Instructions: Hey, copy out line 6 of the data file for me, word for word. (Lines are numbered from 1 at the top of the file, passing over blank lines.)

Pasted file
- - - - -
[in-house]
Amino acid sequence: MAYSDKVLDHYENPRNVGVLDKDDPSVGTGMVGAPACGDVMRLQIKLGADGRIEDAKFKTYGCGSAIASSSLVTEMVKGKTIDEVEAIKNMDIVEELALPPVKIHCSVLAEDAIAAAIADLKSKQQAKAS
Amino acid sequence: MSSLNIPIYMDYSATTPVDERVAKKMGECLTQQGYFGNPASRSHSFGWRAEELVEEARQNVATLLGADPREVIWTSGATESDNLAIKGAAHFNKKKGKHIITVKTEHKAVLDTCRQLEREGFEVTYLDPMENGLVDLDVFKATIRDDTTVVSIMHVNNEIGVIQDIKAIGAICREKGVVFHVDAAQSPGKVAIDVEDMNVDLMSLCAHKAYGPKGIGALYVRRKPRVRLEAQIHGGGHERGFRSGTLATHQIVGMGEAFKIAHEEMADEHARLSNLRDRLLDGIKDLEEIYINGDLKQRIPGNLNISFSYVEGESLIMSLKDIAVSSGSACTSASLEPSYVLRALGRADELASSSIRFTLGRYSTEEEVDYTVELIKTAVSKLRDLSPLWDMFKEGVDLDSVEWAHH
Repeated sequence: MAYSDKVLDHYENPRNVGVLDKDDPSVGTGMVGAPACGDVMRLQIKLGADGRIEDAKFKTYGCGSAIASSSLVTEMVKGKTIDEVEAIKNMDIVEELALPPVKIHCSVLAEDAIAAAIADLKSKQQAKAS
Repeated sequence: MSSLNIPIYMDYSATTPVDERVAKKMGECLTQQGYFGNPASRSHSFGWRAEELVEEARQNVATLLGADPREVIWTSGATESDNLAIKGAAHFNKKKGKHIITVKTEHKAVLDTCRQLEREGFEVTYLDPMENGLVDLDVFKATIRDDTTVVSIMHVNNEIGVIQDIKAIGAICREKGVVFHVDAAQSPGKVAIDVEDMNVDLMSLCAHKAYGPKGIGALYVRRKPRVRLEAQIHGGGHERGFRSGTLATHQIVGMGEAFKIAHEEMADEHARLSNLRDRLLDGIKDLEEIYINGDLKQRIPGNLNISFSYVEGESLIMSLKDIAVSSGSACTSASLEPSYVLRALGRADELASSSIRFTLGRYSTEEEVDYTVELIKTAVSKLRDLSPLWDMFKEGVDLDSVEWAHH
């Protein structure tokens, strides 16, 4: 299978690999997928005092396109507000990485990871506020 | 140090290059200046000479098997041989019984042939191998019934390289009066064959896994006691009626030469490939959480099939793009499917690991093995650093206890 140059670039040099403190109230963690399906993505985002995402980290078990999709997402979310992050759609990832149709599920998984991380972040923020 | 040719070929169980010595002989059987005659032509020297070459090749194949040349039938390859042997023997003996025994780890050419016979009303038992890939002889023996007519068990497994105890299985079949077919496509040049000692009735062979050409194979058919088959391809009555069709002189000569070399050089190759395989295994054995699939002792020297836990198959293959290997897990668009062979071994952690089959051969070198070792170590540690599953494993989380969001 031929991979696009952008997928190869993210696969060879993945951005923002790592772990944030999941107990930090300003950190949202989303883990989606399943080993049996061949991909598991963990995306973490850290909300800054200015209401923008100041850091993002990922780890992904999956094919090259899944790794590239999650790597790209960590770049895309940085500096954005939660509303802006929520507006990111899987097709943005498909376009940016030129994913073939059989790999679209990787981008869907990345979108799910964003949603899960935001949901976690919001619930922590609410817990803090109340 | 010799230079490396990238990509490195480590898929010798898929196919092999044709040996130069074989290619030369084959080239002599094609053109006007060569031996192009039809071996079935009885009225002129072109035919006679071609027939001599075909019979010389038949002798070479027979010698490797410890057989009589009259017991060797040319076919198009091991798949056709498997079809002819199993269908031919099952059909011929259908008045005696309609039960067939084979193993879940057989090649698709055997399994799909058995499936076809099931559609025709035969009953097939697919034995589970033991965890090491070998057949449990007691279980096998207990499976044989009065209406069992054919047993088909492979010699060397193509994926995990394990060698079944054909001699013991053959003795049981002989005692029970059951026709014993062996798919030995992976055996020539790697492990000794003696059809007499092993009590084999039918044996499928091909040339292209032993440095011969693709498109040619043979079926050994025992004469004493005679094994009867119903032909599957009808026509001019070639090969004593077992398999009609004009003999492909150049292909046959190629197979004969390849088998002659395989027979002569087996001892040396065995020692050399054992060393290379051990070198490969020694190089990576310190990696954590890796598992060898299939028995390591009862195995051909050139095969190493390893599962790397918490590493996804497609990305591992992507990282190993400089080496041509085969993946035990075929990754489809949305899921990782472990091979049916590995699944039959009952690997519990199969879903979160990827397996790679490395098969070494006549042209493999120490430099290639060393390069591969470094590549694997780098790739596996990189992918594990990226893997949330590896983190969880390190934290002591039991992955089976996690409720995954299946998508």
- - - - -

């Protein structure tokens, strides 16, 4: 299978690999997928005092396109507000990485990871506020 | 140090290059200046000479098997041989019984042939191998019934390289009066064959896994006691009626030469490939959480099939793009499917690991093995650093206890 140059670039040099403190109230963690399906993505985002995402980290078990999709997402979310992050759609990832149709599920998984991380972040923020 | 040719070929169980010595002989059987005659032509020297070459090749194949040349039938390859042997023997003996025994780890050419016979009303038992890939002889023996007519068990497994105890299985079949077919496509040049000692009735062979050409194979058919088959391809009555069709002189000569070399050089190759395989295994054995699939002792020297836990198959293959290997897990668009062979071994952690089959051969070198070792170590540690599953494993989380969001 031929991979696009952008997928190869993210696969060879993945951005923002790592772990944030999941107990930090300003950190949202989303883990989606399943080993049996061949991909598991963990995306973490850290909300800054200015209401923008100041850091993002990922780890992904999956094919090259899944790794590239999650790597790209960590770049895309940085500096954005939660509303802006929520507006990111899987097709943005498909376009940016030129994913073939059989790999679209990787981008869907990345979108799910964003949603899960935001949901976690919001619930922590609410817990803090109340 | 010799230079490396990238990509490195480590898929010798898929196919092999044709040996130069074989290619030369084959080239002599094609053109006007060569031996192009039809071996079935009885009225002129072109035919006679071609027939001599075909019979010389038949002798070479027979010698490797410890057989009589009259017991060797040319076919198009091991798949056709498997079809002819199993269908031919099952059909011929259908008045005696309609039960067939084979193993879940057989090649698709055997399994799909058995499936076809099931559609025709035969009953097939697919034995589970033991965890090491070998057949449990007691279980096998207990499976044989009065209406069992054919047993088909492979010699060397193509994926995990394990060698079944054909001699013991053959003795049981002989005692029970059951026709014993062996798919030995992976055996020539790697492990000794003696059809007499092993009590084999039918044996499928091909040339292209032993440095011969693709498109040619043979079926050994025992004469004493005679094994009867119903032909599957009808026509001019070639090969004593077992398999009609004009003999492909150049292909046959190629197979004969390849088998002659395989027979002569087996001892040396065995020692050399054992060393290379051990070198490969020694190089990576310190990696954590890796598992060898299939028995390591009862195995051909050139095969190493390893599962790397918490590493996804497609990305591992992507990282190993400089080496041509085969993946035990075929990754489809949305899921990782472990091979049916590995699944039959009952690997519990199969879903979160990827397996790679490395098969070494006549042209493999120490430099290639060393390069591969470094590549694997780098790739596996990189992918594990990226893997949330590896983190969880390190934290002591039991992955089976996690409720995954299946998508």